I'm a fan of Extra Credits' YouTube Channel, and have recently started binging on their vids. From the insightful and well produced videos, I came across a topic that has lots to do with what I want to pursue in Masters -- but in a slightly different theme. The question here is: "how do we educate (game) designers for RL work?"
The video covers a few ideas I have been brewing in the back of my head. It feels great to know that some concepts I've been pondering have also been pondered by someone else. It validates the point that philosophy and liberal arts should be taught to students. That tools are useful, but without the right foundation, it'll only hamper their ability (and creativity).
It's the same in industrial design. Sometimes, I feel that I've learned too much design without being taught the way to cultivate broader ideas. Pure industrial design will almost never land a job. It's usually extra-curricular passions and interests that helps fuel creativity. That's what universities should have been for me. ID as a foot-in-the-door, and using the opportunity, and resources the institution provides to further broaden my knowledge. I should've grabbed a minor in biology or botany, or used the library and wood-shop to produce and learn new stuff. But now that I've lost the chance, I've gotta spend my own time and resources to do what I could've done.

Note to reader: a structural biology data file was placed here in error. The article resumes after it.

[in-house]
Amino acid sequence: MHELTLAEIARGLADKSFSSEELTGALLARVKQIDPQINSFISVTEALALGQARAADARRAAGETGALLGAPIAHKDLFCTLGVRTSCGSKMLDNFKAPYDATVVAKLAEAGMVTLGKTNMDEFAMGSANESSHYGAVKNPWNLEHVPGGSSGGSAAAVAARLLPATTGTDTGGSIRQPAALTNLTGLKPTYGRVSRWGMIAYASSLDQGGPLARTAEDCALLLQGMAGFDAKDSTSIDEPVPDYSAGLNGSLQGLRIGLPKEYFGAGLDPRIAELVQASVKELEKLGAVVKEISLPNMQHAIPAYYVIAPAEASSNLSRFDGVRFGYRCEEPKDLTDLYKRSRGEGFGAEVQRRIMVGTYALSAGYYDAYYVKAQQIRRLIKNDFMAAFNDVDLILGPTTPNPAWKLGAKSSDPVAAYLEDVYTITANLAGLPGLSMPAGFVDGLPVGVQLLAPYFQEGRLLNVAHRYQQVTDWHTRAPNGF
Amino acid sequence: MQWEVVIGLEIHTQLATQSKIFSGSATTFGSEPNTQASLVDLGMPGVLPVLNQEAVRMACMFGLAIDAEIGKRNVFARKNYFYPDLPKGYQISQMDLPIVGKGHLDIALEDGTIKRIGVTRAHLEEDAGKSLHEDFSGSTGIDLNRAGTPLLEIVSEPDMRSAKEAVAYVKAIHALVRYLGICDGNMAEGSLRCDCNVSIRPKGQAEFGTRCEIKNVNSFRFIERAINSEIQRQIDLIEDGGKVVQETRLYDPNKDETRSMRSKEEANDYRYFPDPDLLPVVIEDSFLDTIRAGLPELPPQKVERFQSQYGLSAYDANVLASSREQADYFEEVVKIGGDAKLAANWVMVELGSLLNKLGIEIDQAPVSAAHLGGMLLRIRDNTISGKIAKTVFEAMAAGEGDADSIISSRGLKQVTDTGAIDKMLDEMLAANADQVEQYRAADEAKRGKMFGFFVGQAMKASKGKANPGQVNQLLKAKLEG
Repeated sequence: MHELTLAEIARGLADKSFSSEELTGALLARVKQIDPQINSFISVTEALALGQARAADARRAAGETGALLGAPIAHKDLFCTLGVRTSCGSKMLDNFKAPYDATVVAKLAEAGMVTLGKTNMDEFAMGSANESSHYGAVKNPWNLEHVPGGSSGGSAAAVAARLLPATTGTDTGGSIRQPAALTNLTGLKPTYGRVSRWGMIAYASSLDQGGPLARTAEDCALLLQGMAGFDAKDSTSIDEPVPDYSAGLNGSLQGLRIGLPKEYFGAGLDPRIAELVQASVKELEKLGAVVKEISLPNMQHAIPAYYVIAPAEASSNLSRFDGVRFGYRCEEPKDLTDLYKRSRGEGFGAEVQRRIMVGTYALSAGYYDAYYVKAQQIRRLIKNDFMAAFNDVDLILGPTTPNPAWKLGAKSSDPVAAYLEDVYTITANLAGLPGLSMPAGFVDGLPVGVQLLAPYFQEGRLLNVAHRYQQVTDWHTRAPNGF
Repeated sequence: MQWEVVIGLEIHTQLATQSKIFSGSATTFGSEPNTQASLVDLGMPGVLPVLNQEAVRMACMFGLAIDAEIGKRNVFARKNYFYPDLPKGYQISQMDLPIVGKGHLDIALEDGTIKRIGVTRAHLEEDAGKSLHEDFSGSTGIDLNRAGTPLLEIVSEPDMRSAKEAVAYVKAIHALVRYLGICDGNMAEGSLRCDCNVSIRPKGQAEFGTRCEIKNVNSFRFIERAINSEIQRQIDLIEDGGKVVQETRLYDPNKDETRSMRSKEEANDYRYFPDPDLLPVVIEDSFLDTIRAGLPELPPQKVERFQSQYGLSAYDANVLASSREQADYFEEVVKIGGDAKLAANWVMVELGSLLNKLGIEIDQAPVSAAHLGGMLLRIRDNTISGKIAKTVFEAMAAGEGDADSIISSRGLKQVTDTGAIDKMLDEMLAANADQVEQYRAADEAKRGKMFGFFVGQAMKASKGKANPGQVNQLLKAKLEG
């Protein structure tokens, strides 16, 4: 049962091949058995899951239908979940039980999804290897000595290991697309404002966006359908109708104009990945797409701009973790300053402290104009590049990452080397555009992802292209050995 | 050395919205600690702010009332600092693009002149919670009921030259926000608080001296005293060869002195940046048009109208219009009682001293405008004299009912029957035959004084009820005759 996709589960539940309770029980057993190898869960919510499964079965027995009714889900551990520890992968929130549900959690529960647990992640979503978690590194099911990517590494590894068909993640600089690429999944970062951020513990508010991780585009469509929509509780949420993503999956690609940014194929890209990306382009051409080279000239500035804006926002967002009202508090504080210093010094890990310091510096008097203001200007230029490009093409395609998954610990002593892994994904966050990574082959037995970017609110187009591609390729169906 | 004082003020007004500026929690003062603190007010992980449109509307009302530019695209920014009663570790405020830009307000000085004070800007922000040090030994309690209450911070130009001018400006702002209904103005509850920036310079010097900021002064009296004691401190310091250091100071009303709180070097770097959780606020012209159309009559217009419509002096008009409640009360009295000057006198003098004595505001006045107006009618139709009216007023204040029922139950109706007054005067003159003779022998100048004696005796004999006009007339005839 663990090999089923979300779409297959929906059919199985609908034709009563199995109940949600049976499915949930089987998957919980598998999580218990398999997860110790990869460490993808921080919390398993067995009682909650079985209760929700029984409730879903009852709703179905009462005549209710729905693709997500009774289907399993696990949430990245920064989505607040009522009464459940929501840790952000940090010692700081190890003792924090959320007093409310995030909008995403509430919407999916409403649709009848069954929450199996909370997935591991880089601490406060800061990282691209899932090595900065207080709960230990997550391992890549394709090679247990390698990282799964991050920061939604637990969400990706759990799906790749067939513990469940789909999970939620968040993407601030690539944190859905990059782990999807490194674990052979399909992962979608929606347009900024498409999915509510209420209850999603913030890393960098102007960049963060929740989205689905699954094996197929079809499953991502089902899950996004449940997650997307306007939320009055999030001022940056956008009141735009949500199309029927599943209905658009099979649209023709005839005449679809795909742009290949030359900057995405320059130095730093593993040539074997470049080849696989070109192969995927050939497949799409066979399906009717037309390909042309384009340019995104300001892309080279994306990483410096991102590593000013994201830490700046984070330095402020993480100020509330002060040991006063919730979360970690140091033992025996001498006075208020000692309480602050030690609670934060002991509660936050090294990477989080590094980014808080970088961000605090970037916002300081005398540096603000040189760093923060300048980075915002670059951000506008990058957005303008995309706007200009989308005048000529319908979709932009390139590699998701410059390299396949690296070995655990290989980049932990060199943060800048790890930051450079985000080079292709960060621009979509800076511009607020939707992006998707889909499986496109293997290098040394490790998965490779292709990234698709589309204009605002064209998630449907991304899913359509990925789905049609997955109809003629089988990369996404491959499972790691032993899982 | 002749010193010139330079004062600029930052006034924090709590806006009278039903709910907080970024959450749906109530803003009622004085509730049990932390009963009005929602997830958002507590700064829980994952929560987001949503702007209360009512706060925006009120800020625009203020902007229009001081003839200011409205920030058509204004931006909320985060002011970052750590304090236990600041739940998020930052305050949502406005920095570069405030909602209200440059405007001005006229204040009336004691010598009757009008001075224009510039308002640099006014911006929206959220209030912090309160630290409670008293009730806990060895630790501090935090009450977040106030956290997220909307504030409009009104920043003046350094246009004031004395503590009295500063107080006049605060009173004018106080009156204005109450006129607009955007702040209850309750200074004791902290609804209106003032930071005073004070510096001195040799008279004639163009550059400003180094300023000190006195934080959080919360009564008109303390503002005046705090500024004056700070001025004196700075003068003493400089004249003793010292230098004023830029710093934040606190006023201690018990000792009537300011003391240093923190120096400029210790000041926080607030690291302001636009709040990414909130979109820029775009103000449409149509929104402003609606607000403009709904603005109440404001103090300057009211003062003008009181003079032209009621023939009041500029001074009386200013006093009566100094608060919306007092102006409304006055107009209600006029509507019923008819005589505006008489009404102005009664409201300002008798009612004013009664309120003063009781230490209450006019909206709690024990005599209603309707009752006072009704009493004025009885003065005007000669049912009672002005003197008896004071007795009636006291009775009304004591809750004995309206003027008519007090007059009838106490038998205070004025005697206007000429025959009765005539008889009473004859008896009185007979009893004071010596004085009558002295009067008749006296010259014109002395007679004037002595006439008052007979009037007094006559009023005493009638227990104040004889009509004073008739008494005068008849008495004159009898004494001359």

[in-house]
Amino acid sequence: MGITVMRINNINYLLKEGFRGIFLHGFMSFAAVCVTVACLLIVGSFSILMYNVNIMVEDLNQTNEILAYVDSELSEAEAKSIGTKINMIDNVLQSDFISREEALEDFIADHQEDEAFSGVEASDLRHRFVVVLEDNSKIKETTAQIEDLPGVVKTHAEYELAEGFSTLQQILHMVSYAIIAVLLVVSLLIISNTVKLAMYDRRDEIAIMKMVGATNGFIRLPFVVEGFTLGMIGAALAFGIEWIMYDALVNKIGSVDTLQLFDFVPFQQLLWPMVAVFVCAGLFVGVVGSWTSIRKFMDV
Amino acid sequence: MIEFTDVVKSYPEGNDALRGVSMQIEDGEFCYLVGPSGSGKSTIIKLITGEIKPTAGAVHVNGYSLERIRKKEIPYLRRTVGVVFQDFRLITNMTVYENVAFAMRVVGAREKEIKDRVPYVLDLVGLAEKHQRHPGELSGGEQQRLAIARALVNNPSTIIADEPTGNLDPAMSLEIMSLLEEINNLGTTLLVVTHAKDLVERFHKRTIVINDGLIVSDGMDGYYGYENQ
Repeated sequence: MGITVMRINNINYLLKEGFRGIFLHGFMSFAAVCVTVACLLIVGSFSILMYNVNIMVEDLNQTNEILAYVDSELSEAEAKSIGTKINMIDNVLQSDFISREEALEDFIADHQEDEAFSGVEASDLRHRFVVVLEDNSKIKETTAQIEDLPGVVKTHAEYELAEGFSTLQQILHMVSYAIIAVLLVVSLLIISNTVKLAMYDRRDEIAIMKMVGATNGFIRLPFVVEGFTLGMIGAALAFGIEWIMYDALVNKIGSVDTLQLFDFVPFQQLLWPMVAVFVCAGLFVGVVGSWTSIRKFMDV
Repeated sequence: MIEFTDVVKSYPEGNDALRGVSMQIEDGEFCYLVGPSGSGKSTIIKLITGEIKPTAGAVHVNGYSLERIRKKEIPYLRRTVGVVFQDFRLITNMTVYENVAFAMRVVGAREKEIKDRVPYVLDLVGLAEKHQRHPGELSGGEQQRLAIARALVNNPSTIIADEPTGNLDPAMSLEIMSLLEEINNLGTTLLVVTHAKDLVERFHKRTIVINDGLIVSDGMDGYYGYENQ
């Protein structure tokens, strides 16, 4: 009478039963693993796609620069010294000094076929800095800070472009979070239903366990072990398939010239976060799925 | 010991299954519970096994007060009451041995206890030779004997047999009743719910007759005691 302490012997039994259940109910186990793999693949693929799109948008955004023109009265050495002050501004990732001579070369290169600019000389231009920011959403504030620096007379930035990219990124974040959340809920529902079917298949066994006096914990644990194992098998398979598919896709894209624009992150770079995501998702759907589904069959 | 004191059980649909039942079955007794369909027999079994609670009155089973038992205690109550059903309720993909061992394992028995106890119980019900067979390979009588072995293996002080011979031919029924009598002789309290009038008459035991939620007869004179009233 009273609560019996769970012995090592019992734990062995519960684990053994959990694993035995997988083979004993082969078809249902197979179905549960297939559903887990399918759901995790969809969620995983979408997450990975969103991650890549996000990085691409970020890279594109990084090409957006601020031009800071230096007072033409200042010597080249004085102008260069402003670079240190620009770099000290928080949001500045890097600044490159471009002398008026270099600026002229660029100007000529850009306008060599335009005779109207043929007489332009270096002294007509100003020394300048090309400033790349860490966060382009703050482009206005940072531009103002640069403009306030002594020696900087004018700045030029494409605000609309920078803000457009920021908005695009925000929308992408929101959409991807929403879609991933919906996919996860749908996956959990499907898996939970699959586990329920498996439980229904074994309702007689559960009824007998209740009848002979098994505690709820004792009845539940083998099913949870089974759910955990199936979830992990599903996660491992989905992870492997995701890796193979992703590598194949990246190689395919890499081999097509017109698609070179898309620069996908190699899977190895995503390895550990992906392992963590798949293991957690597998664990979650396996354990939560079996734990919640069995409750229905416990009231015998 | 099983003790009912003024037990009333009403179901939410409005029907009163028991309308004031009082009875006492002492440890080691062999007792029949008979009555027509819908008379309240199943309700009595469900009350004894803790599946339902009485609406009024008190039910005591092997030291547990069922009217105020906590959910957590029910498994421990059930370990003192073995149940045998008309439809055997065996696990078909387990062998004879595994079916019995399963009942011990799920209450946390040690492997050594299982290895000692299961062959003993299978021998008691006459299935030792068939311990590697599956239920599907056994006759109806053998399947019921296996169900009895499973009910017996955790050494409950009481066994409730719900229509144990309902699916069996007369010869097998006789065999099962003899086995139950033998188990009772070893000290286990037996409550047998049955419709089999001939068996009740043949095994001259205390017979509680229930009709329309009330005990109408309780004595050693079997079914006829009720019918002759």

The second point is collaboration, which leaches into networking as well. The ability to perform in front of others, the ability to communicate ideas to people with diverse academic backgrounds. Public speaking is a small, but important part of being a designer. Although Toastmasters help those that are susceptible to performance anxiety, a class or incentive that allows students to stand in front of the audience to practice various ways of speaking in a largish group would be beneficial. Like with anything, nipping the problem early will be better for the students' futures in the long-run.